No, this post is not about the shipwreck of Paul in Acts 27-28 (I’ll save that one for another time). Instead, I wanted to thank everyone (esp. you KK) who helped me research, write and endlessly edit an essay on the 1896 wreck of the American Line steamer St. Paul. Good news–the article, “The Lure of the Shore: Authenticity, Spectacle, and the Wreck of the St. Paul,” was recently published in New Jersey History and is available online. Here is the abstract:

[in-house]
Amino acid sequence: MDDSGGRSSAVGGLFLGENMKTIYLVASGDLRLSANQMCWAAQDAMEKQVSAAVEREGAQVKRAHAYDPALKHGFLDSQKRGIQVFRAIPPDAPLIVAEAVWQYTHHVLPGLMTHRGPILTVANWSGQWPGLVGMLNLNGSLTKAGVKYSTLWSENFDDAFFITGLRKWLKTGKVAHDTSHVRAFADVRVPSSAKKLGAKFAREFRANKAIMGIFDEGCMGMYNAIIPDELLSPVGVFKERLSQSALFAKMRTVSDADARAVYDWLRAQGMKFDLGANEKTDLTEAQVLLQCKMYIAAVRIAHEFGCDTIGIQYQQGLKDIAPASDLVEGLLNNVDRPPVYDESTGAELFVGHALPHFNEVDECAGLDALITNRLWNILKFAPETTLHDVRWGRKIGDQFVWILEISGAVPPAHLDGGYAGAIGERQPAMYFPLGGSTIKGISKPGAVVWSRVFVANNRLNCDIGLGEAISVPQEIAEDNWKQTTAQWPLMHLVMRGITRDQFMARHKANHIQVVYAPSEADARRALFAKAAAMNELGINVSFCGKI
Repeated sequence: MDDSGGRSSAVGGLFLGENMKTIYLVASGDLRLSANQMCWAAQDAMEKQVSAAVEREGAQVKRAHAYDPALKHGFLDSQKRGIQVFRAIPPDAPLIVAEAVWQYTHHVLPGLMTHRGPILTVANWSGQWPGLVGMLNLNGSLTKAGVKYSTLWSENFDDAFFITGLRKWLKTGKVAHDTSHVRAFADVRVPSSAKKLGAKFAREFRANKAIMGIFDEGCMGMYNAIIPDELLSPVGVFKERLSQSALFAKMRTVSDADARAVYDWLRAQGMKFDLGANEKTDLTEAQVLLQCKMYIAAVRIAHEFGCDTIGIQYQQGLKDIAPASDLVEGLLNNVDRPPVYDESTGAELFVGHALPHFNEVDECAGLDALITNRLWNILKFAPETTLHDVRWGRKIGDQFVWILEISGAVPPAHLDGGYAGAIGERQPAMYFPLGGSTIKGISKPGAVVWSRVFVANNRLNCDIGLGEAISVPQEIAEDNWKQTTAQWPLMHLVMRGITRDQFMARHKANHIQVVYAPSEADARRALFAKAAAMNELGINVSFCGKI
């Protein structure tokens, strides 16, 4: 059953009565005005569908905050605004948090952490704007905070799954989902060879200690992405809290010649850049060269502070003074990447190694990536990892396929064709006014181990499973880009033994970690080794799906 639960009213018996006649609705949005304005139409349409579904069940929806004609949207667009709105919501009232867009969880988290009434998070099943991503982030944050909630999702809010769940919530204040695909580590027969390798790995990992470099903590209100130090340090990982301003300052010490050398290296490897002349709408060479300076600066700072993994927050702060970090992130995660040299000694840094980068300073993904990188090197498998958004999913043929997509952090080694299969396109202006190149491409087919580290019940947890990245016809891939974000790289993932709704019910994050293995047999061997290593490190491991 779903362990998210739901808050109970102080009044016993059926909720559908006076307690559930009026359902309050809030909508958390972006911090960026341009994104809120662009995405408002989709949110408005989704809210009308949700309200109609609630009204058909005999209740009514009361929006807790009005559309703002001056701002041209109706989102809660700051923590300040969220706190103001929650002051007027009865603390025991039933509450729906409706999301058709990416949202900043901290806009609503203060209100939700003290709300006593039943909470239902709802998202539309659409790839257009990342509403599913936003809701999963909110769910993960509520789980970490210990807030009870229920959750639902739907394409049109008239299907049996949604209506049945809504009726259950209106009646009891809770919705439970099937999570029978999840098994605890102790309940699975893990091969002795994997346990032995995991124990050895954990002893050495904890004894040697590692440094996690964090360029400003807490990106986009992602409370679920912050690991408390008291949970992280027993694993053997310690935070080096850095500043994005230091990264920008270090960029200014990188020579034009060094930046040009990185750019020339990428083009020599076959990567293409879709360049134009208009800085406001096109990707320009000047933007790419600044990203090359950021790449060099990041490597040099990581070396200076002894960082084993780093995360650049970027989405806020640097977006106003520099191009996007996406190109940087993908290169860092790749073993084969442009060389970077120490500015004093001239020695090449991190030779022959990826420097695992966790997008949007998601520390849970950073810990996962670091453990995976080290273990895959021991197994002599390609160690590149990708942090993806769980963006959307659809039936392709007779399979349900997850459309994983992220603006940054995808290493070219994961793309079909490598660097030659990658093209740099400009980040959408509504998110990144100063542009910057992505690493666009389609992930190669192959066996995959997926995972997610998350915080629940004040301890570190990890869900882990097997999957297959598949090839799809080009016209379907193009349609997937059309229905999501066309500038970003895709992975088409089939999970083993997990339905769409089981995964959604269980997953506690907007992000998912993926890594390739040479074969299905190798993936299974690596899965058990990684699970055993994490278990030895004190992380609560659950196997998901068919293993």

This paper investigates the spectacle of shipwreck and marine salvage through the wreck of the transatlantic passenger liner St. Paul near Long Branch, New Jersey in 1896. As a dangerous ship trap, the New Jersey shore witnessed many shipwrecks. By the late nineteenth century, the region’s extensive infrastructure facilitated the massive crowds that turned coastal wrecks into national spectacles. Businesses and entrepreneurs commodified these spectacles, exploiting fin-de-siècle America’s fascination with the maritime world, technology, and “authentic” experiences. Commodification ultimately undermined spectators’ search for authenticity, and successful salvage only reaffirmed the faith in American modernity that the wreck had challenged. Yet their sustained popularity during this period suggests that shipwreck spectacles fulfilled some of their promise. As a representative example, the St. Paul wreck demonstrates how shipwreck spectacles were an essential element of the lure of the shore in turn-of-the-century America.